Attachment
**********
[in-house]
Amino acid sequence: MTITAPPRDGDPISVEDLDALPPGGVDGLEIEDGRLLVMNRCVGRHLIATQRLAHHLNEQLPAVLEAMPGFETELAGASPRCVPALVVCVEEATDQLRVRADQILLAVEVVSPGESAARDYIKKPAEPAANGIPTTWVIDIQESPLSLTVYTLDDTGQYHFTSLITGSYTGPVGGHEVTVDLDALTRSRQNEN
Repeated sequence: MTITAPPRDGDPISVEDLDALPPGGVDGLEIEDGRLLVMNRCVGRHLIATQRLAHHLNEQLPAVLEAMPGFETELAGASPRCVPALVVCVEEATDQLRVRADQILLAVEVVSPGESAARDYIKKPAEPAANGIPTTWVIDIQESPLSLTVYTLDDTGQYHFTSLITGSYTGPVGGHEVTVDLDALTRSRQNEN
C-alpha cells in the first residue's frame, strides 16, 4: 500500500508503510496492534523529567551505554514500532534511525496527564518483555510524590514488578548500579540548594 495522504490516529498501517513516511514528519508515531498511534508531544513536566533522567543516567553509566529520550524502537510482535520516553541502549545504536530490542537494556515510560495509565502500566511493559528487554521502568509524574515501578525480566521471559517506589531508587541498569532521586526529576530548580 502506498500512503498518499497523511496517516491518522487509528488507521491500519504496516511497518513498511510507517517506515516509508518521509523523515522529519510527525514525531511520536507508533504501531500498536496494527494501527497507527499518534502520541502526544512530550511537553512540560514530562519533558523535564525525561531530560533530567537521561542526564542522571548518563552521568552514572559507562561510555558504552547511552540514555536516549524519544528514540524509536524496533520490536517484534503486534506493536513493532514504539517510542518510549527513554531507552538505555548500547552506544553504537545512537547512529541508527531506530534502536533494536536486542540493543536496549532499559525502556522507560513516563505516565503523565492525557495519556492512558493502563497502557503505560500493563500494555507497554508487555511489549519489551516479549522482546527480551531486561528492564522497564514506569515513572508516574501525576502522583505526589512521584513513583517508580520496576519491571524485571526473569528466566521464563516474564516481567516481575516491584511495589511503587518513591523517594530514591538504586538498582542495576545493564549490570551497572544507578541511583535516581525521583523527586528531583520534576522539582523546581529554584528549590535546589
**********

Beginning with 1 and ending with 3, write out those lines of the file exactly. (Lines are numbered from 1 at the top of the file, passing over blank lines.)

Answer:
[in-house]
Amino acid sequence: MTITAPPRDGDPISVEDLDALPPGGVDGLEIEDGRLLVMNRCVGRHLIATQRLAHHLNEQLPAVLEAMPGFETELAGASPRCVPALVVCVEEATDQLRVRADQILLAVEVVSPGESAARDYIKKPAEPAANGIPTTWVIDIQESPLSLTVYTLDDTGQYHFTSLITGSYTGPVGGHEVTVDLDALTRSRQNEN
Repeated sequence: MTITAPPRDGDPISVEDLDALPPGGVDGLEIEDGRLLVMNRCVGRHLIATQRLAHHLNEQLPAVLEAMPGFETELAGASPRCVPALVVCVEEATDQLRVRADQILLAVEVVSPGESAARDYIKKPAEPAANGIPTTWVIDIQESPLSLTVYTLDDTGQYHFTSLITGSYTGPVGGHEVTVDLDALTRSRQNEN